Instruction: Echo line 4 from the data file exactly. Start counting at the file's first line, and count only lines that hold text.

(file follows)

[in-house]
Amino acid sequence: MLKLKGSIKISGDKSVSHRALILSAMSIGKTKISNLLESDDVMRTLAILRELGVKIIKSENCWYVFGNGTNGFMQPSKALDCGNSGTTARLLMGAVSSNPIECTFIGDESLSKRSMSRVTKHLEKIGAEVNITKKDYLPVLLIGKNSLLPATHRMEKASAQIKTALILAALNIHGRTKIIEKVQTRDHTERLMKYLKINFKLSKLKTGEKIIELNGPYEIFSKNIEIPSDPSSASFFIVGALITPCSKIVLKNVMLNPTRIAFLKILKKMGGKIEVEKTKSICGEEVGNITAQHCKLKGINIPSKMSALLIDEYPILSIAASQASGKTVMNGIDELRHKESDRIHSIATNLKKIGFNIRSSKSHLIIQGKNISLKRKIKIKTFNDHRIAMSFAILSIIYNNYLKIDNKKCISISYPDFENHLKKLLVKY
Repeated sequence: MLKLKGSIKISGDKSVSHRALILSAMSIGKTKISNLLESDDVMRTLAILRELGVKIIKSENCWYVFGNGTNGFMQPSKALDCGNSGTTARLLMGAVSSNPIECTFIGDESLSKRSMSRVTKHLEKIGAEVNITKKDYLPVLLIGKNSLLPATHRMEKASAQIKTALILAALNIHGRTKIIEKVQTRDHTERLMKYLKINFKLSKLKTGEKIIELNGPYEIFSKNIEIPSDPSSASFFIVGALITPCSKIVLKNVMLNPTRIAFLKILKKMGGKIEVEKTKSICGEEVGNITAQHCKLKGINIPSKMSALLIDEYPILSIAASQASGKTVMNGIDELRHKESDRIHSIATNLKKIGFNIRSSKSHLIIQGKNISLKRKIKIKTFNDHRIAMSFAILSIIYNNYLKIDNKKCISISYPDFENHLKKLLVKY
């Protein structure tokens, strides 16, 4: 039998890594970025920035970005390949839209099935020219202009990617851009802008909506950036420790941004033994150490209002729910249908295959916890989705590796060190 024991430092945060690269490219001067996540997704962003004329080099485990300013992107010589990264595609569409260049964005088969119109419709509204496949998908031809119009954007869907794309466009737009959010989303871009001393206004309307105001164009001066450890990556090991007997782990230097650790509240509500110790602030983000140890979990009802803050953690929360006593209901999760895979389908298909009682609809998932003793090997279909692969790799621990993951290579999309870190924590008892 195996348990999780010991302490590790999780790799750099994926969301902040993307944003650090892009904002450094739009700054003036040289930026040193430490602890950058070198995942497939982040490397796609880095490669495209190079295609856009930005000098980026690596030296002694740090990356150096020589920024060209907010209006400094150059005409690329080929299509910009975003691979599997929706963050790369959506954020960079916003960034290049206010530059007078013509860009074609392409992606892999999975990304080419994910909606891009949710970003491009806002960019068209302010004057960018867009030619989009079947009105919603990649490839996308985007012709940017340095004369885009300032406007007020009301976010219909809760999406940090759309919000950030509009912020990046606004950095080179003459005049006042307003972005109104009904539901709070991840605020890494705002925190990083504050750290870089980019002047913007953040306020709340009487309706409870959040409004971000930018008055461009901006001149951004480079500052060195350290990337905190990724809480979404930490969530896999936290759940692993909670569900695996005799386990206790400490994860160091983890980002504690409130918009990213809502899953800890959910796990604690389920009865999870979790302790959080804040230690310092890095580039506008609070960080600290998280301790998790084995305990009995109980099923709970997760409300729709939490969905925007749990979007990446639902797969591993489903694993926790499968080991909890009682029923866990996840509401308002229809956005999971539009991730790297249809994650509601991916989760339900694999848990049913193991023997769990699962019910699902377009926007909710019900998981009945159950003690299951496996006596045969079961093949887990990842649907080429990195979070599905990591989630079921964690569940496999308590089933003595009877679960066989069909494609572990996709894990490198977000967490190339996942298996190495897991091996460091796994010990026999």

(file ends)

């Protein structure tokens, strides 16, 4: 039998890594970025920035970005390949839209099935020219202009990617851009802008909506950036420790941004033994150490209002729910249908295959916890989705590796060190 024991430092945060690269490219001067996540997704962003004329080099485990300013992107010589990264595609569409260049964005088969119109419709509204496949998908031809119009954007869907794309466009737009959010989303871009001393206004309307105001164009001066450890990556090991007997782990230097650790509240509500110790602030983000140890979990009802803050953690929360006593209901999760895979389908298909009682609809998932003793090997279909692969790799621990993951290579999309870190924590008892 195996348990999780010991302490590790999780790799750099994926969301902040993307944003650090892009904002450094739009700054003036040289930026040193430490602890950058070198995942497939982040490397796609880095490669495209190079295609856009930005000098980026690596030296002694740090990356150096020589920024060209907010209006400094150059005409690329080929299509910009975003691979599997929706963050790369959506954020960079916003960034290049206010530059007078013509860009074609392409992606892999999975990304080419994910909606891009949710970003491009806002960019068209302010004057960018867009030619989009079947009105919603990649490839996308985007012709940017340095004369885009300032406007007020009301976010219909809760999406940090759309919000950030509009912020990046606004950095080179003459005049006042307003972005109104009904539901709070991840605020890494705002925190990083504050750290870089980019002047913007953040306020709340009487309706409870959040409004971000930018008055461009901006001149951004480079500052060195350290990337905190990724809480979404930490969530896999936290759940692993909670569900695996005799386990206790400490994860160091983890980002504690409130918009990213809502899953800890959910796990604690389920009865999870979790302790959080804040230690310092890095580039506008609070960080600290998280301790998790084995305990009995109980099923709970997760409300729709939490969905925007749990979007990446639902797969591993489903694993926790499968080991909890009682029923866990996840509401308002229809956005999971539009991730790297249809994650509601991916989760339900694999848990049913193991023997769990699962019910699902377009926007909710019900998981009945159950003690299951496996006596045969079961093949887990990842649907080429990195979070599905990591989630079921964690569940496999308590089933003595009877679960066989069909494609572990996709894990490198977000967490190339996942298996190495897991091996460091796994010990026999």